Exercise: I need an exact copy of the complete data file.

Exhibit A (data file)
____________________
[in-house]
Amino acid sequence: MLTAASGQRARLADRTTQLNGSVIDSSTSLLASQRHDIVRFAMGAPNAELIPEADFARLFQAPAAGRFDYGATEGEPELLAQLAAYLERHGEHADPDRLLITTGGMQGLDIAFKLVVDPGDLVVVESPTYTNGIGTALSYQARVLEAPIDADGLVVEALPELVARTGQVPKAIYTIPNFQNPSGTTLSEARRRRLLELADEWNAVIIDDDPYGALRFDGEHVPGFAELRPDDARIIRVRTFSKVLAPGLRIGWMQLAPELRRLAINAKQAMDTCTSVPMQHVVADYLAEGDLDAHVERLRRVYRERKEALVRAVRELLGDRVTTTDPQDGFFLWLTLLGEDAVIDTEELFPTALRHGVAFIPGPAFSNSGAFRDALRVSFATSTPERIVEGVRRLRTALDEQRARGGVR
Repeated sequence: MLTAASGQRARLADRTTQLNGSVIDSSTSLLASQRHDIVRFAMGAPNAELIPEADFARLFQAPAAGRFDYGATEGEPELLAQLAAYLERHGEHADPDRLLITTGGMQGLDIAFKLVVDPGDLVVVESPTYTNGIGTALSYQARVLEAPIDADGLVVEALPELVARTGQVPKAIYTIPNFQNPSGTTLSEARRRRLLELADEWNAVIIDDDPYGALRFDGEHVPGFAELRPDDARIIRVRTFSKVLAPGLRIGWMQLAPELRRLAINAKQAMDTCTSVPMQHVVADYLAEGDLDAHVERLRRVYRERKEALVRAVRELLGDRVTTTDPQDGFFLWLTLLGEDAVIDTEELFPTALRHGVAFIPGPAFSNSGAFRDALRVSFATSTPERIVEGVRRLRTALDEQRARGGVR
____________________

[in-house]
Amino acid sequence: MLTAASGQRARLADRTTQLNGSVIDSSTSLLASQRHDIVRFAMGAPNAELIPEADFARLFQAPAAGRFDYGATEGEPELLAQLAAYLERHGEHADPDRLLITTGGMQGLDIAFKLVVDPGDLVVVESPTYTNGIGTALSYQARVLEAPIDADGLVVEALPELVARTGQVPKAIYTIPNFQNPSGTTLSEARRRRLLELADEWNAVIIDDDPYGALRFDGEHVPGFAELRPDDARIIRVRTFSKVLAPGLRIGWMQLAPELRRLAINAKQAMDTCTSVPMQHVVADYLAEGDLDAHVERLRRVYRERKEALVRAVRELLGDRVTTTDPQDGFFLWLTLLGEDAVIDTEELFPTALRHGVAFIPGPAFSNSGAFRDALRVSFATSTPERIVEGVRRLRTALDEQRARGGVR
Repeated sequence: MLTAASGQRARLADRTTQLNGSVIDSSTSLLASQRHDIVRFAMGAPNAELIPEADFARLFQAPAAGRFDYGATEGEPELLAQLAAYLERHGEHADPDRLLITTGGMQGLDIAFKLVVDPGDLVVVESPTYTNGIGTALSYQARVLEAPIDADGLVVEALPELVARTGQVPKAIYTIPNFQNPSGTTLSEARRRRLLELADEWNAVIIDDDPYGALRFDGEHVPGFAELRPDDARIIRVRTFSKVLAPGLRIGWMQLAPELRRLAINAKQAMDTCTSVPMQHVVADYLAEGDLDAHVERLRRVYRERKEALVRAVRELLGDRVTTTDPQDGFFLWLTLLGEDAVIDTEELFPTALRHGVAFIPGPAFSNSGAFRDALRVSFATSTPERIVEGVRRLRTALDEQRARGGVR